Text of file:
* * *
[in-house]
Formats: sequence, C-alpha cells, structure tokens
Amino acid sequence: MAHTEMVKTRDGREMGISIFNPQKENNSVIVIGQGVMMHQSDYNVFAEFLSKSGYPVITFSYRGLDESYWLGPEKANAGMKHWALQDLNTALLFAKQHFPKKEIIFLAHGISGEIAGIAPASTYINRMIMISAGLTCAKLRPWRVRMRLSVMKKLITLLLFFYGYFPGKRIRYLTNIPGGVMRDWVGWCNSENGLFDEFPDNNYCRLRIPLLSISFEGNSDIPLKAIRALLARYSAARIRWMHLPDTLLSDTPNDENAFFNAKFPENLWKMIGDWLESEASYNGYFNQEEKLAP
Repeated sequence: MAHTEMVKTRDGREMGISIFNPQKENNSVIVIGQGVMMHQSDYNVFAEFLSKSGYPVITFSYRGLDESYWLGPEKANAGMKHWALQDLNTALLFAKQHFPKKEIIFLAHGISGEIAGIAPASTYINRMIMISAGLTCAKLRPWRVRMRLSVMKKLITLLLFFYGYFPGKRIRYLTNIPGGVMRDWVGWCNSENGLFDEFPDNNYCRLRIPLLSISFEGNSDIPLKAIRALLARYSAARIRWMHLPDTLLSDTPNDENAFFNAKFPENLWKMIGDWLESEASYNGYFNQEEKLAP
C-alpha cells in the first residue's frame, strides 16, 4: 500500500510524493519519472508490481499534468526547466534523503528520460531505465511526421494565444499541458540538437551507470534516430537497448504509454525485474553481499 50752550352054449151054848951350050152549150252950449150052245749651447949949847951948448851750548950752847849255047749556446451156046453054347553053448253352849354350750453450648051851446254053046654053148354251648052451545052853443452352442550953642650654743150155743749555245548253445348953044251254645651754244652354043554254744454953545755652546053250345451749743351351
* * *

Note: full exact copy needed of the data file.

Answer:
[in-house]
Formats: sequence, C-alpha cells, structure tokens
Amino acid sequence: MAHTEMVKTRDGREMGISIFNPQKENNSVIVIGQGVMMHQSDYNVFAEFLSKSGYPVITFSYRGLDESYWLGPEKANAGMKHWALQDLNTALLFAKQHFPKKEIIFLAHGISGEIAGIAPASTYINRMIMISAGLTCAKLRPWRVRMRLSVMKKLITLLLFFYGYFPGKRIRYLTNIPGGVMRDWVGWCNSENGLFDEFPDNNYCRLRIPLLSISFEGNSDIPLKAIRALLARYSAARIRWMHLPDTLLSDTPNDENAFFNAKFPENLWKMIGDWLESEASYNGYFNQEEKLAP
Repeated sequence: MAHTEMVKTRDGREMGISIFNPQKENNSVIVIGQGVMMHQSDYNVFAEFLSKSGYPVITFSYRGLDESYWLGPEKANAGMKHWALQDLNTALLFAKQHFPKKEIIFLAHGISGEIAGIAPASTYINRMIMISAGLTCAKLRPWRVRMRLSVMKKLITLLLFFYGYFPGKRIRYLTNIPGGVMRDWVGWCNSENGLFDEFPDNNYCRLRIPLLSISFEGNSDIPLKAIRALLARYSAARIRWMHLPDTLLSDTPNDENAFFNAKFPENLWKMIGDWLESEASYNGYFNQEEKLAP
C-alpha cells in the first residue's frame, strides 16, 4: 500500500510524493519519472508490481499534468526547466534523503528520460531505465511526421494565444499541458540538437551507470534516430537497448504509454525485474553481499 50752550352054449151054848951350050152549150252950449150052245749651447949949847951948448851750548950752847849255047749556446451156046453054347553053448253352849354350750453450648051851446254053046654053148354251648052451545052853443452352442550953642650654743150155743749555245548253445348953044251254645651754244652354043554254744454953545755652546053250345451749743351351